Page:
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THE POPULAR SCIENCE MONTHLY.

Eve, presented no difficulties to the docile minds of the middle ages and Reformation period; hence it was that, when the discovery of fossils began to provoke thought, these were declared to be "models of his works approved or rejected by the great Artificer, outlines of future creations, sports of Nature," or "objects placed in the strata to bring to naught human curiosity"; and this kind of explanation lingered on until in our own time that excellent naturalist, Mr. Gosse, in his anxiety to save the literal account in Genesis, has urged that Jehovah tilted and twisted the strata, scattered the fossils through them, scratched the glacial furrows upon them, spread over them the marks of erosion by water, and set Niagara pouring all in an instant, thus mystifying the world "for some inscrutable purpose, but for his own glory."[1]

The next important development of theological reasoning had regard to the divisions of the animal kingdom.

Naturally, one of the first divisions which struck the inquiring mind was that between useful and noxious creatures, and the question therefore occurred, How could a good God create tigers and serpents, thorns and thistles? The answer was found in theological considerations upon sin: To man's first disobedience all woes were due. Great men for eighteen hundred years developed the theory that before Adam's disobedience there was no death, and therefore neither ferocity nor venom.

Some typical utterances in the evolution of this doctrine are worthy of a passing glance. St. Augustine expressly confirmed and emphasized the view that the vegetable as well as the animal kingdom was cursed on account of man's sin. Two hundred years later this utterance had been echoed on from father to father of the Church until it was caught by Bede; he declared that before man's fall animals were harmless, but became poisonous or hurtful on account of sin, and he said, "Thus fierce and poisonous animals were created for terrifying man, because God foresaw that he would sin, in order that he might be made aware of the final punishment of hell."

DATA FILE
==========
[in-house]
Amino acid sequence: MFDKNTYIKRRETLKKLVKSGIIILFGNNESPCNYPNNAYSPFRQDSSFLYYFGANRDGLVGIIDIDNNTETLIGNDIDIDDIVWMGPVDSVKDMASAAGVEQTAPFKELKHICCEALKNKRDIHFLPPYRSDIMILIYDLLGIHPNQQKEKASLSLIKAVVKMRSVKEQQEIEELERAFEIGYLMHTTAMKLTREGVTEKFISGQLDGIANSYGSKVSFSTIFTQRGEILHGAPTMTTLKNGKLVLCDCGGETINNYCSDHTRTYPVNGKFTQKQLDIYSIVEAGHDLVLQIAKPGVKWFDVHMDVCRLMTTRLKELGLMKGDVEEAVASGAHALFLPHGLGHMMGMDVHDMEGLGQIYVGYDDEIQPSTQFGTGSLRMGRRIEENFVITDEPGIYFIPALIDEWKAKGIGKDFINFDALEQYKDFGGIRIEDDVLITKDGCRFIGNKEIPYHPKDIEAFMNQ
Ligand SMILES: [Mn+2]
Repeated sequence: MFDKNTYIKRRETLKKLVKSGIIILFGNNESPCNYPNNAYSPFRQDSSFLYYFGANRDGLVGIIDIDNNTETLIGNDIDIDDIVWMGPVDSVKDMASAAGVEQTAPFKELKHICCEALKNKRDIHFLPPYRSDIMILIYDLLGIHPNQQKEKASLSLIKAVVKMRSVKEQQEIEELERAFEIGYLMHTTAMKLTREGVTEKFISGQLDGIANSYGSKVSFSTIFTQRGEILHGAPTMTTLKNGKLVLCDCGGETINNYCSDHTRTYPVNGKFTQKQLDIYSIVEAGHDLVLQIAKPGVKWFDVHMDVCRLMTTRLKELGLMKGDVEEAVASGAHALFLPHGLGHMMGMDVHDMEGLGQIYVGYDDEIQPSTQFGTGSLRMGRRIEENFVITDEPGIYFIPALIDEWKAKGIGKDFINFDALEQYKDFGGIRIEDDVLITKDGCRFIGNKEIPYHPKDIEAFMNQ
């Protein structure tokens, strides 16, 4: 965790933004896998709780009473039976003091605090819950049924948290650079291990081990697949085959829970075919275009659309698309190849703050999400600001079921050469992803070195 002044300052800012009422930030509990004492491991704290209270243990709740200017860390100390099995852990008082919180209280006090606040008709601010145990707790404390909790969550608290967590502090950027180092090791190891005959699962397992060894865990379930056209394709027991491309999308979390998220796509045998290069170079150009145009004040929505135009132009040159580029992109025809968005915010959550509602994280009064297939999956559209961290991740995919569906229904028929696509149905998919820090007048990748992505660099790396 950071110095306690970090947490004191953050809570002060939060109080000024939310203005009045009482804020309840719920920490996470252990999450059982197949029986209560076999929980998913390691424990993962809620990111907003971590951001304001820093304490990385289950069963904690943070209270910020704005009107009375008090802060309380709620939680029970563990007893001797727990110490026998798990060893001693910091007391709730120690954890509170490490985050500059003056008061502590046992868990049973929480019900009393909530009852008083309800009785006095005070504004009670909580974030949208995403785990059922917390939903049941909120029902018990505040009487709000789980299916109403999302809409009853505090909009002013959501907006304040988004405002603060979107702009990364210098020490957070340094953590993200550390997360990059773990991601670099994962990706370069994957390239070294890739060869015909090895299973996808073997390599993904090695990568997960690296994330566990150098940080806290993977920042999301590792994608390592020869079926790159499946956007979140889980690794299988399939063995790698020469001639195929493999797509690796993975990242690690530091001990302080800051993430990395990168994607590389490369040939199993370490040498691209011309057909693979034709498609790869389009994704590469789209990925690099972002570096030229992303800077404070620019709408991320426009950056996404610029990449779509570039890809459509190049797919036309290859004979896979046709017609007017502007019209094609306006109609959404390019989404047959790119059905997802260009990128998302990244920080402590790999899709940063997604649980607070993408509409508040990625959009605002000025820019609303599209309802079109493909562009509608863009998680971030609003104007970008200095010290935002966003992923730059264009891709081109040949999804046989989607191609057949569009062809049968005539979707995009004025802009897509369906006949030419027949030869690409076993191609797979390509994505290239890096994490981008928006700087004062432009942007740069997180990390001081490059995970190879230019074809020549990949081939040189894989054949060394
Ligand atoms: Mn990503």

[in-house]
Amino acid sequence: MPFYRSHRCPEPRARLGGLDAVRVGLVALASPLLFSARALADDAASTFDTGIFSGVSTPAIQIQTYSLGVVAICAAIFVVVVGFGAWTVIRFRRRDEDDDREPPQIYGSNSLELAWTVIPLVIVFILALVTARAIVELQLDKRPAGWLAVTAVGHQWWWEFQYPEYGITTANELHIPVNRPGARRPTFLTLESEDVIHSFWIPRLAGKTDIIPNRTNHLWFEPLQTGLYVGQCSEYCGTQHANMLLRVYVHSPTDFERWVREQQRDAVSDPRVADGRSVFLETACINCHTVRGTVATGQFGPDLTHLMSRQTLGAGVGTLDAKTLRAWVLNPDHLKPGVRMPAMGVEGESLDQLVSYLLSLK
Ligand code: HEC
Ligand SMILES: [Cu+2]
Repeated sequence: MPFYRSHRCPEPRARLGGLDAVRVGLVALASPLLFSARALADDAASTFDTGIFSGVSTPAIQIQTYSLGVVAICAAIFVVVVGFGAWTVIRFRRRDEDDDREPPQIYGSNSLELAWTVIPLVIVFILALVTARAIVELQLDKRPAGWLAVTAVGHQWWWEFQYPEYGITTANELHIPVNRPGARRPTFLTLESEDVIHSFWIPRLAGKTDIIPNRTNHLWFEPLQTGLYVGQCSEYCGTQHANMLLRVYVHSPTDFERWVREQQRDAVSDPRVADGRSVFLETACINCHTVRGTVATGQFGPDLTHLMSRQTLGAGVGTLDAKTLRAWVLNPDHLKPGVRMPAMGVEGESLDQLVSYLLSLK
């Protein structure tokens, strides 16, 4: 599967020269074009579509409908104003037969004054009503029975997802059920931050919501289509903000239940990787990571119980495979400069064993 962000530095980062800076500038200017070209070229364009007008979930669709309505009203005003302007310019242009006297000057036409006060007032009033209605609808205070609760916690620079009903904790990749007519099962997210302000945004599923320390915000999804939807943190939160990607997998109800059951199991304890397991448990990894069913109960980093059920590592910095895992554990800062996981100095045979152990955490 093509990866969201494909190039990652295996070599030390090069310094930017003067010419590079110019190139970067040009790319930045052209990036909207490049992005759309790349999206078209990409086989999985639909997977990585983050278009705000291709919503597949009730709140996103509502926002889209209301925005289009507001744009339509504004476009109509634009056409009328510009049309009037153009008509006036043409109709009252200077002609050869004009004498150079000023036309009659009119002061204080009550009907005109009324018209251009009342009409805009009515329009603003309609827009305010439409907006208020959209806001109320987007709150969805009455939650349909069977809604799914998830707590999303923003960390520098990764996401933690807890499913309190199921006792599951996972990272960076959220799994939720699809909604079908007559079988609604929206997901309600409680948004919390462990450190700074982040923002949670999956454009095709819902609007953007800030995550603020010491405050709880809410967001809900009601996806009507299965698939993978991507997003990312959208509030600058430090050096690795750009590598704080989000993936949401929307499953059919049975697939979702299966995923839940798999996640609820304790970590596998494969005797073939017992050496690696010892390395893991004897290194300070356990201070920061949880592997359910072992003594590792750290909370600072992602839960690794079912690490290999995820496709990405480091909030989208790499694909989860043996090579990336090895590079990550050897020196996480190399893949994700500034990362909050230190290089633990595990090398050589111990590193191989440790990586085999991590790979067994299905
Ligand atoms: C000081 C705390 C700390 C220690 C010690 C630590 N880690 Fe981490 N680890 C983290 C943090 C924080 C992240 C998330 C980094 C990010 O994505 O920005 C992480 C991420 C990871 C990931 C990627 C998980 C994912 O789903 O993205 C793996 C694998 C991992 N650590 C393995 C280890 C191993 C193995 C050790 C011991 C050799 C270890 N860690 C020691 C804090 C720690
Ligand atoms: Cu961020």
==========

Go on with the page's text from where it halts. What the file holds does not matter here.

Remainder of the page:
1. For the citation from Lactantius, see Divin. Instit., lib. ii, cap. xi, in Migne, tome vi, pp. 311, 312; for St. Augustine's great phrase, see the De Genes, ad litt., ii, 5; for St. Ambrose, see lib. i, cap. ii; for Vincent de Beauvais, see the Speculum Naturale, lib. i, cap. ii, and lib. ii, cap. xv and xxx; also Bourgeat, Etudes sur Vincent de Beauvais, Paris, 1856, especially chaps, vii, xii, and xvi; for Cardinal d'Ailly, see the Imago Mundi, and for Reisch, see the various editions of the Margarita Philosophica; for Luther's statements, see Luther's Schriften, ed. Walch, Halle, 1740, Commentary on Genesis, vol. i; for Calvin's view of the creation of the animals, including the immutability of species, see the Comm. in Gen., tome i of his Opera omnia, Amst., 1671, cap. i, v. xx, p. 5, also cap. ii, V. ii, p. 8, and elsewhere; for Bossuet, see his Discours sur I'Histoire universelle, Œuvres de Bossuet, tome v, Paris, 1846; for Lightfoot, see his works, edited by Pitman, London, 1822; for Bede, see the Hexæmeron, lib. i, in Migne, tome xci, p. 21.